Walk with God, blameless through Christ. Like Enoch, Noah “walked with God.” (Gen. 5:22, 24; 6:9). This suggested not just piety, but also fellowship. God later told Abraham when he was 99-years-old to “Walk before Me, and be blameless.” (Gen. 17:1(b)). Through Christ’s blood, you too can “walk” with Him and enjoy His fellowship (Dt. 5:33; 8:6). Like Abraham, it is never too late to start your walk if you have never started it. You are also His “ambassador” to the lost and to sinners. (2 Cor. 5:20). In other words, you might be the only Bible that some people read. Thus, you are called upon through Christ to be blameless in conduct: “You shall be blameless before the LORD your God.” (Dt. 18:13). “Therefore you are to be perfect, as your heavenly Father is perfect.” (Matt. 5:48). “Speak to all the congregation of the sons of Israel and say to them, ‘You shall be holy, for I the LORD your God am holy.”’ (Lev. 19:2; 20:7; 1 Pet. 1:16). “Just as He chose us in Him before the foundation of the world, that we would be holy and blameless before Him.” (Eph. 1:4). Are you a Noah to those around you, representing Christ well through your conduct?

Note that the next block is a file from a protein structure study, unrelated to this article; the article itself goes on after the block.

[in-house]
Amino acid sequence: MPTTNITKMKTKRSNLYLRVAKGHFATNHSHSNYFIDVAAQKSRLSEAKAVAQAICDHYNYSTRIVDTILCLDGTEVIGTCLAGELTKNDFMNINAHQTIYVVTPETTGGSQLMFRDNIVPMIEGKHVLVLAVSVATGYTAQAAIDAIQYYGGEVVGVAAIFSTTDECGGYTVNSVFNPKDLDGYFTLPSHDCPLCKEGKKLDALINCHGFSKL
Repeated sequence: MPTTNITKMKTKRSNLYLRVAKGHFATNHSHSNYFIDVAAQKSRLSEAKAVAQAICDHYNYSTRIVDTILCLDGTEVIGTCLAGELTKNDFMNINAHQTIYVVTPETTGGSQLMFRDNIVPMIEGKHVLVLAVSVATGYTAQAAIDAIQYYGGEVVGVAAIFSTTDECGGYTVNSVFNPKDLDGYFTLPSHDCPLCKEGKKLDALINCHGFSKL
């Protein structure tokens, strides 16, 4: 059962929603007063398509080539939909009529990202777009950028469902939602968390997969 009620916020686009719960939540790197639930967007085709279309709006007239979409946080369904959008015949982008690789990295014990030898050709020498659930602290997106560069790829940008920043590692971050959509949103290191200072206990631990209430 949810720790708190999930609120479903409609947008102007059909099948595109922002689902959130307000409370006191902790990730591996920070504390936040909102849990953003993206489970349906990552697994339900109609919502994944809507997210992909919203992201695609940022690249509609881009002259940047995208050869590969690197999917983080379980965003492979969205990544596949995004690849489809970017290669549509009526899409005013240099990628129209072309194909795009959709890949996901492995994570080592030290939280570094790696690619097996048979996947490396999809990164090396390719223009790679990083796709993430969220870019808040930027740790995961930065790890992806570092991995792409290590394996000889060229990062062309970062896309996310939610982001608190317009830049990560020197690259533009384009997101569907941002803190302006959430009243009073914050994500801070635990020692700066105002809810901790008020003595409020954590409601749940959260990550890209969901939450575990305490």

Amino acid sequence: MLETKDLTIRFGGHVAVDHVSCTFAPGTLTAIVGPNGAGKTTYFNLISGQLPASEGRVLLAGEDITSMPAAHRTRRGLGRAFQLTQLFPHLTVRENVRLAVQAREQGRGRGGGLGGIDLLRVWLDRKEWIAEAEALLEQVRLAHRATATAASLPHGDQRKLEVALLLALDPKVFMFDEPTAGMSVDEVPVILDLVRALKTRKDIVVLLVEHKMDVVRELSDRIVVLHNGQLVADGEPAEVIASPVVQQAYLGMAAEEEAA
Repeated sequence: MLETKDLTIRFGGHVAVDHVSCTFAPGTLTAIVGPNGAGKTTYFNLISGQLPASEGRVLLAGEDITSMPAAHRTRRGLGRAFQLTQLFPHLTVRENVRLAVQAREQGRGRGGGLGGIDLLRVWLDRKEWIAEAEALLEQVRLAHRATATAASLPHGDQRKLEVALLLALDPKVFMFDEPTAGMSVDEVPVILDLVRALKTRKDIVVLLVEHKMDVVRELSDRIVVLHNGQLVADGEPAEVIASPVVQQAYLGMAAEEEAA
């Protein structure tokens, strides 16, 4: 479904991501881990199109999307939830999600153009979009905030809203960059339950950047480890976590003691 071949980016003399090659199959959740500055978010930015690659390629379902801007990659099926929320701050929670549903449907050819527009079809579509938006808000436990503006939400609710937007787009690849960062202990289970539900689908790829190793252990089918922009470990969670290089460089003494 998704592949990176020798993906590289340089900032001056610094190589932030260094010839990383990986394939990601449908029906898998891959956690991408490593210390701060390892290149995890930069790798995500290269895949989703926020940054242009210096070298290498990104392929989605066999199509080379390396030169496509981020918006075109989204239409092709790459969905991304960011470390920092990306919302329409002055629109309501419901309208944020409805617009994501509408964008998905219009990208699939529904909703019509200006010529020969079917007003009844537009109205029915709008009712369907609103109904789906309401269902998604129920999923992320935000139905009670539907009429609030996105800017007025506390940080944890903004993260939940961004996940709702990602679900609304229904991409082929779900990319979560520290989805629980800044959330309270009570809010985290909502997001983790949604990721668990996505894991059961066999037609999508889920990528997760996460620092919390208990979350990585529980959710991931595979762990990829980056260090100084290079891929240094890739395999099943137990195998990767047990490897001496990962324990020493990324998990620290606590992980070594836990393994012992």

Pray for the salvation of others. God later “grieved” at the Jews’ sins at building the golden calf. (Ex. 32:12,14). He relented only after Moses’ intercessory prayers. (Ex. 32:14; cf., Ps. 78:40-41). There is no record of Noah engaging in intercessory prayer or offering to blot out his own life the way Moses did. It’s possible that he did, and the people simply failed to repent. God still wants you to pray. Are you praying for the salvation of others?